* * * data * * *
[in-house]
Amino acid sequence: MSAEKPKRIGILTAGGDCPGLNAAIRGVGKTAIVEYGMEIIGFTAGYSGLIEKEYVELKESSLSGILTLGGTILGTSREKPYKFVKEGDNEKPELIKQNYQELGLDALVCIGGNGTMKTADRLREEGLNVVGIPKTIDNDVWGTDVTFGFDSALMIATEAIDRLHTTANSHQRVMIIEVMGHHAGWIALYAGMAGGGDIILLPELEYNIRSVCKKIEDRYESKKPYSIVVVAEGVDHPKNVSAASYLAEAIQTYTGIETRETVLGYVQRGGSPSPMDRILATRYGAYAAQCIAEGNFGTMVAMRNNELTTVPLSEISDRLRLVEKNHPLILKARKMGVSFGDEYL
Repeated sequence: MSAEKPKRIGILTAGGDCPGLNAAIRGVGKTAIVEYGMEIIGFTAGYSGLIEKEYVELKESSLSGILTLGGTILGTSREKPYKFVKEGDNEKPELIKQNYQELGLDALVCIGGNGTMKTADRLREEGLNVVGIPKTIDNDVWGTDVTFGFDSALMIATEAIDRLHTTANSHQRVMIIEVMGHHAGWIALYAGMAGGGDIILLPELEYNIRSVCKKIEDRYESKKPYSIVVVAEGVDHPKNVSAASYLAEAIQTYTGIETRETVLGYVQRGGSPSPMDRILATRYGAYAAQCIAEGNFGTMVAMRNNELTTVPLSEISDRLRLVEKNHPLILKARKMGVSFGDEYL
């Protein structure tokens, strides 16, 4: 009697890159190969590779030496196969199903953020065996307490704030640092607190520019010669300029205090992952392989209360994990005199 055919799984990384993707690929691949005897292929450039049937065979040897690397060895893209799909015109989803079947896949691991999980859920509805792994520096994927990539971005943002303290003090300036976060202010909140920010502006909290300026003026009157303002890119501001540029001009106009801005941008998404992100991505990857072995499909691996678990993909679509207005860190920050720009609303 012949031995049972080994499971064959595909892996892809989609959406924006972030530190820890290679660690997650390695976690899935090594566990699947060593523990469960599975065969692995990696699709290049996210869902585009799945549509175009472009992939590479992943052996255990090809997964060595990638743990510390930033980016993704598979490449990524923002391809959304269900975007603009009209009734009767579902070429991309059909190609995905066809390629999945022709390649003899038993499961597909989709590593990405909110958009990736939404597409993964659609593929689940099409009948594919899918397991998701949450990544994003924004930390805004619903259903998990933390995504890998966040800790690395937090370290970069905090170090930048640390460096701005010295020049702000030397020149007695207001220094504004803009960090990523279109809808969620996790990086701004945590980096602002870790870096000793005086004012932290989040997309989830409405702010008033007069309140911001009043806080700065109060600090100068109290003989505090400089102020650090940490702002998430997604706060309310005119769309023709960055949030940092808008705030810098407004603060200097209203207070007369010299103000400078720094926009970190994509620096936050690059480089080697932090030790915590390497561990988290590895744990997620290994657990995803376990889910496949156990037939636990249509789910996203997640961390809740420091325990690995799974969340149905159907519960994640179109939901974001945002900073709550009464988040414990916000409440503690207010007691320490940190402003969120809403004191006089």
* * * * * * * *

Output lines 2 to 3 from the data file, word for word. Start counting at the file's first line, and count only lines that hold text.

Amino acid sequence: MSAEKPKRIGILTAGGDCPGLNAAIRGVGKTAIVEYGMEIIGFTAGYSGLIEKEYVELKESSLSGILTLGGTILGTSREKPYKFVKEGDNEKPELIKQNYQELGLDALVCIGGNGTMKTADRLREEGLNVVGIPKTIDNDVWGTDVTFGFDSALMIATEAIDRLHTTANSHQRVMIIEVMGHHAGWIALYAGMAGGGDIILLPELEYNIRSVCKKIEDRYESKKPYSIVVVAEGVDHPKNVSAASYLAEAIQTYTGIETRETVLGYVQRGGSPSPMDRILATRYGAYAAQCIAEGNFGTMVAMRNNELTTVPLSEISDRLRLVEKNHPLILKARKMGVSFGDEYL
Repeated sequence: MSAEKPKRIGILTAGGDCPGLNAAIRGVGKTAIVEYGMEIIGFTAGYSGLIEKEYVELKESSLSGILTLGGTILGTSREKPYKFVKEGDNEKPELIKQNYQELGLDALVCIGGNGTMKTADRLREEGLNVVGIPKTIDNDVWGTDVTFGFDSALMIATEAIDRLHTTANSHQRVMIIEVMGHHAGWIALYAGMAGGGDIILLPELEYNIRSVCKKIEDRYESKKPYSIVVVAEGVDHPKNVSAASYLAEAIQTYTGIETRETVLGYVQRGGSPSPMDRILATRYGAYAAQCIAEGNFGTMVAMRNNELTTVPLSEISDRLRLVEKNHPLILKARKMGVSFGDEYL